The Royal Society doesn't really know how to deal with the woeful lack of teachers who know things: the only concrete suggestion is that such science and maths teachers as there are should be kept up to speed in their subjects.

Science and mathematics teachers should undertake subject-specific continuing professional development (CPD) as part of their overall CPD entitlement. Funding should be maintained for the National Science Learning Centre, the National Centre for Excellence in the Teaching of Mathematics and the Scottish Schools Equipment Research Centre, to allow these bodies to continue to support effective subject-specific CPD for science and mathematics teachers.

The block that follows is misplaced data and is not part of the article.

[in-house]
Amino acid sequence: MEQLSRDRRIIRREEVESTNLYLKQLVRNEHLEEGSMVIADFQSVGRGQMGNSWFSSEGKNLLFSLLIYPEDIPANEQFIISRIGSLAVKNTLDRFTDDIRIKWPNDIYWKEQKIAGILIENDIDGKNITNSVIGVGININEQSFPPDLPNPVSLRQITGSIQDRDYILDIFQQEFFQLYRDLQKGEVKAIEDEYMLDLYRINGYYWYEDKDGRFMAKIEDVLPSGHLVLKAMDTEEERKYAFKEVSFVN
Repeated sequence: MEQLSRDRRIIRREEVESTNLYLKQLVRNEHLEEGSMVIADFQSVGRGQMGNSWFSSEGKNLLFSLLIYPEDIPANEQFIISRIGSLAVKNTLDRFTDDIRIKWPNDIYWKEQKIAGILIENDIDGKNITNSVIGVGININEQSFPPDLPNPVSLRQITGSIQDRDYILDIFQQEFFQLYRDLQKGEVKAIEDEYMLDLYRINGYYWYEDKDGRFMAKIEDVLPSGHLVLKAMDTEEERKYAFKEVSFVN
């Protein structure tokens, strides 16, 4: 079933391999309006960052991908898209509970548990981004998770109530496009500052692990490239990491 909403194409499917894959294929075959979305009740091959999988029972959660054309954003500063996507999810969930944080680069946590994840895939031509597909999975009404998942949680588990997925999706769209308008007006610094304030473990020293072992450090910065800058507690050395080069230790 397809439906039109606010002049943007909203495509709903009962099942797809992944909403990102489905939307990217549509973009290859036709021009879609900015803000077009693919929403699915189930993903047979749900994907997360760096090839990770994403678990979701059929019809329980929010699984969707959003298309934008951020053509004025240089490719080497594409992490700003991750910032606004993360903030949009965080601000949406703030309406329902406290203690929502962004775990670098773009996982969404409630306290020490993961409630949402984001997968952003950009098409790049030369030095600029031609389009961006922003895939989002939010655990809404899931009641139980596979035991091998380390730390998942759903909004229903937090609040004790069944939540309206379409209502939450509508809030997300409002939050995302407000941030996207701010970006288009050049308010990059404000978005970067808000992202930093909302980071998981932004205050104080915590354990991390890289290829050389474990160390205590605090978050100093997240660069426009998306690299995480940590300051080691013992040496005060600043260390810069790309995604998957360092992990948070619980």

It's probably going to take more than that, but the Royal Society has declined to tackle knotty issues such as vastly enhanced pay for specialist teachers, or some trimming back of the bloated Postgraduate Certificate of Education guild-badge system.

The learned drafters of the report also decline to discuss the problem at the other end of the sci/tech higher education system: that despite the low numbers of science grads and postgrads produced in the UK, they often struggle to find work that makes any real use of their qualifications (in their view, anyway; though they may tend to underestimate how useful their skills are in apparently non-scientific fields). We get a lot of grumpy mail and comments on the subject here at the Reg, along the lines of "here I am with a PhD in astrophysics and writing code/minding data centres/flipping burgers like any monkey" etc.